By Robert Alan Simpkins
My first job as a community college instructor came about in an unplanned manner due to a combination of three factors: 1) an unexpected need arose at a nearby college; 2) I met the CCCCO minimum qualifications for the position; 3) a faculty member at the college knew me from graduate school and recommended me to the Dean. But as may come as no surprise to anyone reading this, I quickly learned that my qualifications and self-confidence (mostly stemming from my successful experiences as a student and a graduate Teaching Assistant) were hardly adequate preparation for the job. In fact, it was a lengthy trial-and-error process with my students as unsuspecting test subjects that slowly led to my improvements as an instructor. In some ways, over twenty years later, I feel I still have significant room to grow. What made it possible for me to be here at all, as a tenured faculty member collaborating on diverse campus and district initiatives, was the support of and patience by key individuals who gave me the room to fail – which I did repeatedly. Looking back, I suspect that it was the evidence that I was learning from those failures that gave them the confidence to continue supporting my evolution as an educator. I have in turn tried to bring that insight to my work leading my degree program and adjunct faculty, as a two-time division chair during which time I oversaw some of the largest numbers of adjunct evaluations at my college, and working with a cross-section of colleagues across the college in initiatives, in which sometimes there was no precedent for what we were doing, no road map or template, and in which to succeed at times we also needed that room to fail.
I have so many stories of failure that I could probably fill a book with them, not that I am eager to admit them all. There is one in particular, however, that I will share here as an example. In this case, it is not a community college experience, but instead an experience as an adjunct teaching at a four-year public institution, where I taught simultaneous to my community college teaching for just over a decade before coming to my current position at Porterville College. There I was asked to teach a course that was cross-listed in four departments, and was created by a group of full-time faculty members, and part of the Liberal Studies teacher-prep program. It was a course that required extensive and interdisciplinary knowledge. My struggle in it was not with the subject matter, but instead with the pedagogy and student culture.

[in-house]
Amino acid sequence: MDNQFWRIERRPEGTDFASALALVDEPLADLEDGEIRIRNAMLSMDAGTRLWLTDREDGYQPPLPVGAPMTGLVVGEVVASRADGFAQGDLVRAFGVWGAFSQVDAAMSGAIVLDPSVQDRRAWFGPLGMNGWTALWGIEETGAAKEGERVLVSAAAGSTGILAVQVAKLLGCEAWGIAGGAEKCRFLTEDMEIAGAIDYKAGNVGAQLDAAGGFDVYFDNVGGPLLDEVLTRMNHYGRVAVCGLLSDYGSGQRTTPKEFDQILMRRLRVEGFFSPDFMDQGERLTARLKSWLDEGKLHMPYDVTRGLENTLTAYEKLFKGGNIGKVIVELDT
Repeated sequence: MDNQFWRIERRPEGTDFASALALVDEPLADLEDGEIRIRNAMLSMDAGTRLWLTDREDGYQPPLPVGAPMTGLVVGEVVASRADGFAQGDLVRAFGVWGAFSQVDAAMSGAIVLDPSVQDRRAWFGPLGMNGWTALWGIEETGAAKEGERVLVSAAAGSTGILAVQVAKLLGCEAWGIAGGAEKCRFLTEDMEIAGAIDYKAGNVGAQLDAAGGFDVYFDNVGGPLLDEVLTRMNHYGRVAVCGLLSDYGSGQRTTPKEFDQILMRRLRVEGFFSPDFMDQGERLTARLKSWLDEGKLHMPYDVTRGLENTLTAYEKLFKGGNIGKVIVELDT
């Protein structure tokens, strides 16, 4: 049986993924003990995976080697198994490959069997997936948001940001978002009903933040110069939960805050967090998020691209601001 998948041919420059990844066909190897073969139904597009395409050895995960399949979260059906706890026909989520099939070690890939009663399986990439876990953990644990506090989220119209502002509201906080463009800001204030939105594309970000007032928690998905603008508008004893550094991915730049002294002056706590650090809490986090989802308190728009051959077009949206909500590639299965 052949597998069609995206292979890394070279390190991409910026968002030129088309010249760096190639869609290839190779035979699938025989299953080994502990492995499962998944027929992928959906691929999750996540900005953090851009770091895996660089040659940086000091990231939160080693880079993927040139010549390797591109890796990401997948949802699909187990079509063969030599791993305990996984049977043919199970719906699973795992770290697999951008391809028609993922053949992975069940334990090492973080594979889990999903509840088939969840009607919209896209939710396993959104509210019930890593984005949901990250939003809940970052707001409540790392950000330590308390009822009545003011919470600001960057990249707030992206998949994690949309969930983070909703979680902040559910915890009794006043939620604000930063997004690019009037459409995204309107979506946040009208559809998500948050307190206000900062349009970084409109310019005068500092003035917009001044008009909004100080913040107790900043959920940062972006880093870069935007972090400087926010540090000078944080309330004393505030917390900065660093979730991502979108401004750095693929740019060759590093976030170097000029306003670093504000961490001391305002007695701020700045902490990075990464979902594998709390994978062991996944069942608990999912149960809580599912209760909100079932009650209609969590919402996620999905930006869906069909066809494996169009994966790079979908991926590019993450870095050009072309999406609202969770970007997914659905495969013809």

In the case of the pedagogy, I was provided with a sample syllabus and assignments and asked to follow it precisely, including the use of a specific textbook. I quickly realized the scope of the course required a massive amount of reading each week, and the expected quiz format was insufficient to representatively sample the material. I gave the quizzes, and students took them, but I doubted that the quiz scores were any representation of their knowledge of the subject and felt arbitrary. I tried to encourage them to teach each other by assigning chapters for discussion led by assigned students, seminar-style, which quickly turned disastrous as students came unprepared and I often ended up leading the discussion anyway – but not without awkwardness and complaints that students wanted me to just lecture. A required large end-of-term assignment seemed hard for them to understand, and their research skills seemed inadequate – and being such a large percentage of their grade, it adversely impacted those who waited too long for help or submitted something contrary to the directions. In the end, scores were low, students were frustrated, and as adjunct faculty were evaluated in every class in every semester there, I ended up with an embarrassing trip to my Department Chair to discuss what had happened.
Two things came out of that experience. First, the Chair, who had known me for some time, allowed me the opportunity to share my observations of the experience. Second, due to the course being cross-listed, the actual evaluation was to be overseen by a faculty member in another program, and at that time there was a change of oversight. The new faculty member assigned to my course asked for a meeting, and since at that time I was a new parent and living only a few blocks from campus, offered to come over for my convenience and talk with me at my home. That new faculty supervisor turned out to be one of the most important figures in my future career, and that conversation became one of the most important moments in my demonstrating my ability to learn from failure.